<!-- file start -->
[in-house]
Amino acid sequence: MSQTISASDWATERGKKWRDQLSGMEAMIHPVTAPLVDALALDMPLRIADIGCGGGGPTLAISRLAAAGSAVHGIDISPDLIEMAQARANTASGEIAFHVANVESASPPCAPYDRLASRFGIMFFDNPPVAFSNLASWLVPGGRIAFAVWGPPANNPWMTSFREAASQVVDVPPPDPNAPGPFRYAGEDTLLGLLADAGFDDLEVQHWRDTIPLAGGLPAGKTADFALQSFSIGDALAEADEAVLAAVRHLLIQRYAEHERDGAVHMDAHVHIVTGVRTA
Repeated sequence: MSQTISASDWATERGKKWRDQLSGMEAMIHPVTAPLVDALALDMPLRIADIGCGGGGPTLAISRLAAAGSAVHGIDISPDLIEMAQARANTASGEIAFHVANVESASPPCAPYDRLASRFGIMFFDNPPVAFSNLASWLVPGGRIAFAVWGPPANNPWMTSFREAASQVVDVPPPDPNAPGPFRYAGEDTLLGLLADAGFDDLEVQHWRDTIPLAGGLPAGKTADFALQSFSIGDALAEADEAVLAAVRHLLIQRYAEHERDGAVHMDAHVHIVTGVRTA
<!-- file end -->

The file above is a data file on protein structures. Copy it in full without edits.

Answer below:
[in-house]
Amino acid sequence: MSQTISASDWATERGKKWRDQLSGMEAMIHPVTAPLVDALALDMPLRIADIGCGGGGPTLAISRLAAAGSAVHGIDISPDLIEMAQARANTASGEIAFHVANVESASPPCAPYDRLASRFGIMFFDNPPVAFSNLASWLVPGGRIAFAVWGPPANNPWMTSFREAASQVVDVPPPDPNAPGPFRYAGEDTLLGLLADAGFDDLEVQHWRDTIPLAGGLPAGKTADFALQSFSIGDALAEADEAVLAAVRHLLIQRYAEHERDGAVHMDAHVHIVTGVRTA
Repeated sequence: MSQTISASDWATERGKKWRDQLSGMEAMIHPVTAPLVDALALDMPLRIADIGCGGGGPTLAISRLAAAGSAVHGIDISPDLIEMAQARANTASGEIAFHVANVESASPPCAPYDRLASRFGIMFFDNPPVAFSNLASWLVPGGRIAFAVWGPPANNPWMTSFREAASQVVDVPPPDPNAPGPFRYAGEDTLLGLLADAGFDDLEVQHWRDTIPLAGGLPAGKTADFALQSFSIGDALAEADEAVLAAVRHLLIQRYAEHERDGAVHMDAHVHIVTGVRTA